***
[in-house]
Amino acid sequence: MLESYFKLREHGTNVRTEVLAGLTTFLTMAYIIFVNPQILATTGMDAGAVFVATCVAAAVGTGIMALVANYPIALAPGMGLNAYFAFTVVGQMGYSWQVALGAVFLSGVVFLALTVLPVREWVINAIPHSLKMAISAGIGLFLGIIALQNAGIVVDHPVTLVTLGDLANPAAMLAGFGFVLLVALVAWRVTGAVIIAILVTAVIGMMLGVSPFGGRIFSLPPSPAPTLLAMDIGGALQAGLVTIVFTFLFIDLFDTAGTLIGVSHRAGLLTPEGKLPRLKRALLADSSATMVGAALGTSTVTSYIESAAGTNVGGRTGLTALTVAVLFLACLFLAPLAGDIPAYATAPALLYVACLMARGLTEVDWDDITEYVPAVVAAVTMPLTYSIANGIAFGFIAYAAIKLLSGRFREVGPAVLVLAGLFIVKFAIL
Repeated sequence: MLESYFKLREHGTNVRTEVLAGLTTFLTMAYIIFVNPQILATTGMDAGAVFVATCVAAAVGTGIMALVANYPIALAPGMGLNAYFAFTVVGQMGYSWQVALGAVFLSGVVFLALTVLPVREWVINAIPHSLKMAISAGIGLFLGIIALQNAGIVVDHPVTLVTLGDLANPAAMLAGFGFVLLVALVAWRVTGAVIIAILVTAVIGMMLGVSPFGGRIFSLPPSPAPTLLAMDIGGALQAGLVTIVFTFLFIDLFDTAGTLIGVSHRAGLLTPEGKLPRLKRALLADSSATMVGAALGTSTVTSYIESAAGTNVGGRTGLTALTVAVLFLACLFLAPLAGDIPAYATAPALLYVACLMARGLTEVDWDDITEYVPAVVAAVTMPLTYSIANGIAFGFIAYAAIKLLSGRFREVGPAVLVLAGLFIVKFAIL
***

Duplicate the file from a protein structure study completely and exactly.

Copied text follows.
[in-house]
Amino acid sequence: MLESYFKLREHGTNVRTEVLAGLTTFLTMAYIIFVNPQILATTGMDAGAVFVATCVAAAVGTGIMALVANYPIALAPGMGLNAYFAFTVVGQMGYSWQVALGAVFLSGVVFLALTVLPVREWVINAIPHSLKMAISAGIGLFLGIIALQNAGIVVDHPVTLVTLGDLANPAAMLAGFGFVLLVALVAWRVTGAVIIAILVTAVIGMMLGVSPFGGRIFSLPPSPAPTLLAMDIGGALQAGLVTIVFTFLFIDLFDTAGTLIGVSHRAGLLTPEGKLPRLKRALLADSSATMVGAALGTSTVTSYIESAAGTNVGGRTGLTALTVAVLFLACLFLAPLAGDIPAYATAPALLYVACLMARGLTEVDWDDITEYVPAVVAAVTMPLTYSIANGIAFGFIAYAAIKLLSGRFREVGPAVLVLAGLFIVKFAIL
Repeated sequence: MLESYFKLREHGTNVRTEVLAGLTTFLTMAYIIFVNPQILATTGMDAGAVFVATCVAAAVGTGIMALVANYPIALAPGMGLNAYFAFTVVGQMGYSWQVALGAVFLSGVVFLALTVLPVREWVINAIPHSLKMAISAGIGLFLGIIALQNAGIVVDHPVTLVTLGDLANPAAMLAGFGFVLLVALVAWRVTGAVIIAILVTAVIGMMLGVSPFGGRIFSLPPSPAPTLLAMDIGGALQAGLVTIVFTFLFIDLFDTAGTLIGVSHRAGLLTPEGKLPRLKRALLADSSATMVGAALGTSTVTSYIESAAGTNVGGRTGLTALTVAVLFLACLFLAPLAGDIPAYATAPALLYVACLMARGLTEVDWDDITEYVPAVVAAVTMPLTYSIANGIAFGFIAYAAIKLLSGRFREVGPAVLVLAGLFIVKFAIL